Chapter Five Gases Chapter Five Gases Gas Laws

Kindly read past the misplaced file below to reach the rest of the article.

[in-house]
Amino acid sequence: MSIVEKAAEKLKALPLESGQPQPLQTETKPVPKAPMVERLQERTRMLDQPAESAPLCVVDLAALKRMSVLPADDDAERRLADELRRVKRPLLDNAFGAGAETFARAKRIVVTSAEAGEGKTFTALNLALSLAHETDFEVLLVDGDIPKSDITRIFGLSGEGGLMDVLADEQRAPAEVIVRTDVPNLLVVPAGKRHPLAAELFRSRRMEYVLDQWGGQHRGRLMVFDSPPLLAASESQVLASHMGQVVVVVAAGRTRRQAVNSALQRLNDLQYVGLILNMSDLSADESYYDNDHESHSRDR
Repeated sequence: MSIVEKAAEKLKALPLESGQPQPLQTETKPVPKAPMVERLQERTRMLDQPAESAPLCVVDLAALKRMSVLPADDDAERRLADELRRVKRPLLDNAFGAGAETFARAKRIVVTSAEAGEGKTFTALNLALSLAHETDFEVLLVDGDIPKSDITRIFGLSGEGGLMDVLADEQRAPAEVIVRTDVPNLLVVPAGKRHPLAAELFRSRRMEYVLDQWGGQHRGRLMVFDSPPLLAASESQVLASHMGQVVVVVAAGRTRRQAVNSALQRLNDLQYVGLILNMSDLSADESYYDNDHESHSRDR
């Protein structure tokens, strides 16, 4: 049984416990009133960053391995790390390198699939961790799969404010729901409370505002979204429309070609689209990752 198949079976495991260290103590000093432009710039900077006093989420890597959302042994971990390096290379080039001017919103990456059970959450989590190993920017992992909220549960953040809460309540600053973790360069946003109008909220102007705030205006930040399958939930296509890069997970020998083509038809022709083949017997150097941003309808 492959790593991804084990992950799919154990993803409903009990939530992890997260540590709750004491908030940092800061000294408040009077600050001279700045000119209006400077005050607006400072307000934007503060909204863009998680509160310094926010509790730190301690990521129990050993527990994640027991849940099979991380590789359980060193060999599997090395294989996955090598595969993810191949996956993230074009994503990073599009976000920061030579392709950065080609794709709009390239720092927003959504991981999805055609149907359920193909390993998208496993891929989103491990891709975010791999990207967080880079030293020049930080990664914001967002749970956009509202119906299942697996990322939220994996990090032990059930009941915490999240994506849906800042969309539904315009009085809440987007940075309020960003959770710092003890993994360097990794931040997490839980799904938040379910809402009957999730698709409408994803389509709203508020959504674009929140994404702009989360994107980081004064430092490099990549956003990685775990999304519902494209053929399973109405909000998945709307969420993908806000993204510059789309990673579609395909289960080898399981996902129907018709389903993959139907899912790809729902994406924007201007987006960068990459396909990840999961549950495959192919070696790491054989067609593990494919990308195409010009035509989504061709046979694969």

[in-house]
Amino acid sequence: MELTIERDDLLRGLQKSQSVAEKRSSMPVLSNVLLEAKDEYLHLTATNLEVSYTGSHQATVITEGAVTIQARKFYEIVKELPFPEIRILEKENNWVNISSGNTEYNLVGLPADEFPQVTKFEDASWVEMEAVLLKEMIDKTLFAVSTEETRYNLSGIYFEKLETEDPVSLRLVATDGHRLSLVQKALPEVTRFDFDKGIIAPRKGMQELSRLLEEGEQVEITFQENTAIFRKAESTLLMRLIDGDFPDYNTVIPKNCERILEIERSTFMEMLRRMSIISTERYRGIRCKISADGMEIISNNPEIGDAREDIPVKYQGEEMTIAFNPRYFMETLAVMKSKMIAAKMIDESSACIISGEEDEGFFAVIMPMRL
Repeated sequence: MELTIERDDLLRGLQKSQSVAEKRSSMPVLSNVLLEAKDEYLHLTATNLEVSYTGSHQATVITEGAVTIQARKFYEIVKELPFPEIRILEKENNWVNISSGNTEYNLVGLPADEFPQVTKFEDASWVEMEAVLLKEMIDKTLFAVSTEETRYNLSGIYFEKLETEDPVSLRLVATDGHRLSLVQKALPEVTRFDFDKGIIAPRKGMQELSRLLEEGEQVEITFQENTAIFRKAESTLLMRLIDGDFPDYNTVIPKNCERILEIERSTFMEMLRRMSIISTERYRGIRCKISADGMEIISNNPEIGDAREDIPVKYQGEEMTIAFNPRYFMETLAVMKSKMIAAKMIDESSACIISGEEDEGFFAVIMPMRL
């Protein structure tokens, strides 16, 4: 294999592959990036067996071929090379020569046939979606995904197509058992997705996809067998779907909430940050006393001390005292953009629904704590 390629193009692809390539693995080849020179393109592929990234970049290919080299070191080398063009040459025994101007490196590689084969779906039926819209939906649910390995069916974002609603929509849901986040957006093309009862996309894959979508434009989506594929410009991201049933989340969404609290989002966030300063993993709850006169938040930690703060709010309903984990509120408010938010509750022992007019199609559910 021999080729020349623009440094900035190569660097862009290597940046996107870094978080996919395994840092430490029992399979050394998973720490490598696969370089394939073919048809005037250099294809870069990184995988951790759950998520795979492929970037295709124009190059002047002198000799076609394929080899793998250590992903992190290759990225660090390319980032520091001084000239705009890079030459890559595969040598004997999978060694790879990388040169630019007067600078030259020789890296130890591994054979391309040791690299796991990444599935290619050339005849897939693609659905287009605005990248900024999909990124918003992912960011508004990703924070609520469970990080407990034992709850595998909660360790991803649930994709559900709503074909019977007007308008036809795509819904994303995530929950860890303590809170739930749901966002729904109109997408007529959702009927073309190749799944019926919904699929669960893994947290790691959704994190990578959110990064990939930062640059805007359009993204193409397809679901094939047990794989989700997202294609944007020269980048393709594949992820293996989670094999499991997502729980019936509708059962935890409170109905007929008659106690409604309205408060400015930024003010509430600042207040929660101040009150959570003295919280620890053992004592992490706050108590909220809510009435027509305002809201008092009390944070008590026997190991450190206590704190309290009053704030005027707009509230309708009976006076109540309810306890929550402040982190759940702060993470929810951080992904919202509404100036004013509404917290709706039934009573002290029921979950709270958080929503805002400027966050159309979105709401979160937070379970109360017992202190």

• Slides: 17 Chapter Five Gases Chapter Five / Gases Gas Laws The Temperature – Volume Relationships Charle’s and Gay-Lussac’s Law • Charle’s and Gay-Lussac’s law study the relationship between the temperature and volume of gas. • Charle’s and Gay-Lussac’s law stated that the volume of a fixed amount of gas at a constant pressure is directly proportional to the absolute temperature of the gas. Chapter Five / Gases Gas Laws- Charle’s Law TαV Charle’s Law T in Kelvin Chapter Five / Gases Gas Laws- Charle’s Law Example: A sample of carbon monoxide gas occupies 3. 20 L at 125 °C. At what temperature will the gas occupy a volume of 1. 54 L if the pressure remains constant? T 2 X 3. 2 = 398 X 1. 54 T 2 = 612. 92/3. 2 = 191. 5 K Chapter Five / Gases Gas Laws The Volume – Amount Relationships Avogadro’s Law • Avogadro’s law study the relationship between the volume and number of mole of gas. • Avogadro’s law stated that at constant pressure and temperature, the volume is directly proportional to the number of moles of the gas Chapter Five / Gases Gas Laws- Avogadro’s Law  Chapter Five / Gases Summery of Gas Laws P 1 V 1 = P 2 V 2 Boyle’s Law Constant T and n Charle’s Law Constant P and n Avogadro’s Law Constant P and T Chapter Five / Gases Ideal Gas Equation We know that PV=n. RT Ideal Gas Equation R Gas constant Chapter Five / Gases Ideal Gas Equation • Ideal gas is a hypothetical gas whose pressure-volume-temperature behavior can be completely accounted for by the ideal gas equation. • STP : standard Temperature and pressure • Standard Temperature = 0°C = 273. 15 K • Standard Pressure = 1 atm. • At STP 1 mole of an ideal gas occupies 22. 414 L. • R (gas constant ) = 0. 082057 L. atm / K. mol Chapter Five / Gases Ideal Gas Equation Example 1: Calculate the pressure (in atm) exerted by 1. 82 moles of the sulphur hexaflouride in a steel vessel of volume 5. 43 L at 69. 5 °C. ? PV =n. RT P = n. RT/V = 1. 82 x 0. 082 x (69. 5 +273)/5. 43 =9. 41 atm. Chapter Five / Gases Ideal Gas Equation Example 2: Calculate the volume (in liters) occupied by 7. 40 g of NH 3 at STP condition. ? PV=n. RT V = n. RT/P n = mass/molar mass n = 7. 40 / 17 = 0. 435 mol V= 0. 435 X 0. 082 X 273 / 1 = 9. 74 L Chapter Five / Gases Ideal Gas Equation • We can use the ideal gas low if we know three out of four variable namely: P, T, V, n. we can calculate one unknown if we know the other three from the equation of ideal gas. • However, sometime we have to deal with two conditions, this mean we have two P , two V, two T, and two n. thus we need to apply some modification into the equation of ideal gas that take into account the initial and final conditions. PV = n. RT Normally n 1=n 2 And the law become Chapter Five / Gases Ideal Gas Equation Example 1: A small bubble rises from the bottom of a lake, where the temperature and pressure are 8 °C and 6. 4 atm, to the water surface, where the temperature 25 °C and the pressure is 1 atm. Calculate the final volume (in m. L) of the bubble if its initial volume was 2. 1 m. L. Initial condition Final condition P 1 6. 4 atm P 2 1 atm T 1 8 °C T 2 25 °C V 1 2. 1 ml V 2 ? We assume that amount of air in the bubble remains constant (n 1 = n 2) Chapter Five / Gases Ideal Gas Equation Example 1: A small bubble rises from the bottom of a lake, where the temperature and pressure are 8 °C and 6. 4 atm, to the water surface, where the temperature 25 °C and the pressure is 1 atm. Calculate the final volume (in m. L) of the bubble if its initial volume was 2. 1 m. L? P 1 V 1 T 2 = P 2 V 2 T 1 V 2 = 14. 25 m. L Chapter Five / Gases Ideal Gas Equation Example 2: An inflated helium balloon with a volume of 0. 55 L at sea level (1 atm) is allowed to rise to a high of 6. 5 km. where the pressure is about 0. 40 atm. Assuming that the temperature remains constant. What is the final volume of the balloon? We assume that n 1 = n 2 and T 1 = T 2 P 1 V 1 = P 2 V 2 1 x 0. 55 = 0. 4 x V 2 = 0. 55 / 0. 4 = 1. 4 L